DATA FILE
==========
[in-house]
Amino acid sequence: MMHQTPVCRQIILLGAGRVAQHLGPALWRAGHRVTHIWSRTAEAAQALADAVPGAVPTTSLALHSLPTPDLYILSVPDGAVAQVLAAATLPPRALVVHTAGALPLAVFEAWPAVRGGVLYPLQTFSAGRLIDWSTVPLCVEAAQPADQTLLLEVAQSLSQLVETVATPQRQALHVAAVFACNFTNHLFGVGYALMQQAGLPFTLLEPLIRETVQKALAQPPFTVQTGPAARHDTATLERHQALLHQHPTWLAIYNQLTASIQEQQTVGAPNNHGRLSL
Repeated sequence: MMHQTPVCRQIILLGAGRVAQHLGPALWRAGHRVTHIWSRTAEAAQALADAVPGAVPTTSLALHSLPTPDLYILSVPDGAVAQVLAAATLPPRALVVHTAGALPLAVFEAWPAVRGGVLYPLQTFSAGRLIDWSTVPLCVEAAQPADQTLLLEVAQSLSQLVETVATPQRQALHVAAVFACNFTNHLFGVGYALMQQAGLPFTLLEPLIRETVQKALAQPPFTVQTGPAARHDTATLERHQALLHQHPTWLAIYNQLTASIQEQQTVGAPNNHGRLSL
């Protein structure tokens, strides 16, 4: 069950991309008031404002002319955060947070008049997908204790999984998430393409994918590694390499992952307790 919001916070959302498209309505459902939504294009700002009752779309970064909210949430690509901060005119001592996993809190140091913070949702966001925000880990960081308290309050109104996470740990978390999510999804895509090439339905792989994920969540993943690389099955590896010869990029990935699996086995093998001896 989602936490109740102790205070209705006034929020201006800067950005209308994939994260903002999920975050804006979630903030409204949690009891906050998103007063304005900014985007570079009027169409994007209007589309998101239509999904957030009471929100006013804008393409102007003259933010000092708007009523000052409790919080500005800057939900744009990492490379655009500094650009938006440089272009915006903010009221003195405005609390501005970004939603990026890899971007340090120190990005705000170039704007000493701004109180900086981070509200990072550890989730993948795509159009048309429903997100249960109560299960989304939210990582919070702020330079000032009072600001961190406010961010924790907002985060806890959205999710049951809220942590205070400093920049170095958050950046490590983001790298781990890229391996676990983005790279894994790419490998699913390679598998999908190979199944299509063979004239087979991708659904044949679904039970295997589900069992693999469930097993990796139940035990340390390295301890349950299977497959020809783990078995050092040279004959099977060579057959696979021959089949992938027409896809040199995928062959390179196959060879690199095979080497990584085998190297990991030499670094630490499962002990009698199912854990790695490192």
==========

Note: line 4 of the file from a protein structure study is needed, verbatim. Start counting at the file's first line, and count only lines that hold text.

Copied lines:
């Protein structure tokens, strides 16, 4: 069950991309008031404002002319955060947070008049997908204790999984998430393409994918590694390499992952307790 919001916070959302498209309505459902939504294009700002009752779309970064909210949430690509901060005119001592996993809190140091913070949702966001925000880990960081308290309050109104996470740990978390999510999804895509090439339905792989994920969540993943690389099955590896010869990029990935699996086995093998001896 989602936490109740102790205070209705006034929020201006800067950005209308994939994260903002999920975050804006979630903030409204949690009891906050998103007063304005900014985007570079009027169409994007209007589309998101239509999904957030009471929100006013804008393409102007003259933010000092708007009523000052409790919080500005800057939900744009990492490379655009500094650009938006440089272009915006903010009221003195405005609390501005970004939603990026890899971007340090120190990005705000170039704007000493701004109180900086981070509200990072550890989730993948795509159009048309429903997100249960109560299960989304939210990582919070702020330079000032009072600001961190406010961010924790907002985060806890959205999710049951809220942590205070400093920049170095958050950046490590983001790298781990890229391996676990983005790279894994790419490998699913390679598998999908190979199944299509063979004239087979991708659904044949679904039970295997589900069992693999469930097993990796139940035990340390390295301890349950299977497959020809783990078995050092040279004959099977060579057959696979021959089949992938027409896809040199995928062959390179196959060879690199095979080497990584085998190297990991030499670094630490499962002990009698199912854990790695490192």